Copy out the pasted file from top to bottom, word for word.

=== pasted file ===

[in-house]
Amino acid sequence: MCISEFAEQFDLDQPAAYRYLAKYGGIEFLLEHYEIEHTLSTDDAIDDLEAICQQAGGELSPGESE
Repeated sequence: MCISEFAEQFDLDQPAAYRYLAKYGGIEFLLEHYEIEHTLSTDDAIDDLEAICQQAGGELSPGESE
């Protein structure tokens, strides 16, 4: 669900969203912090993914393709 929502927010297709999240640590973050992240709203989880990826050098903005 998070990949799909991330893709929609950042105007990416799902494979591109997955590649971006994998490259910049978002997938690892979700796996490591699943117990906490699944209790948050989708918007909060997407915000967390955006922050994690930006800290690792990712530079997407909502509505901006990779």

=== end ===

[in-house]
Amino acid sequence: MCISEFAEQFDLDQPAAYRYLAKYGGIEFLLEHYEIEHTLSTDDAIDDLEAICQQAGGELSPGESE
Repeated sequence: MCISEFAEQFDLDQPAAYRYLAKYGGIEFLLEHYEIEHTLSTDDAIDDLEAICQQAGGELSPGESE
């Protein structure tokens, strides 16, 4: 669900969203912090993914393709 929502927010297709999240640590973050992240709203989880990826050098903005 998070990949799909991330893709929609950042105007990416799902494979591109997955590649971006994998490259910049978002997938690892979700796996490591699943117990906490699944209790948050989708918007909060997407915000967390955006922050994690930006800290690792990712530079997407909502509505901006990779």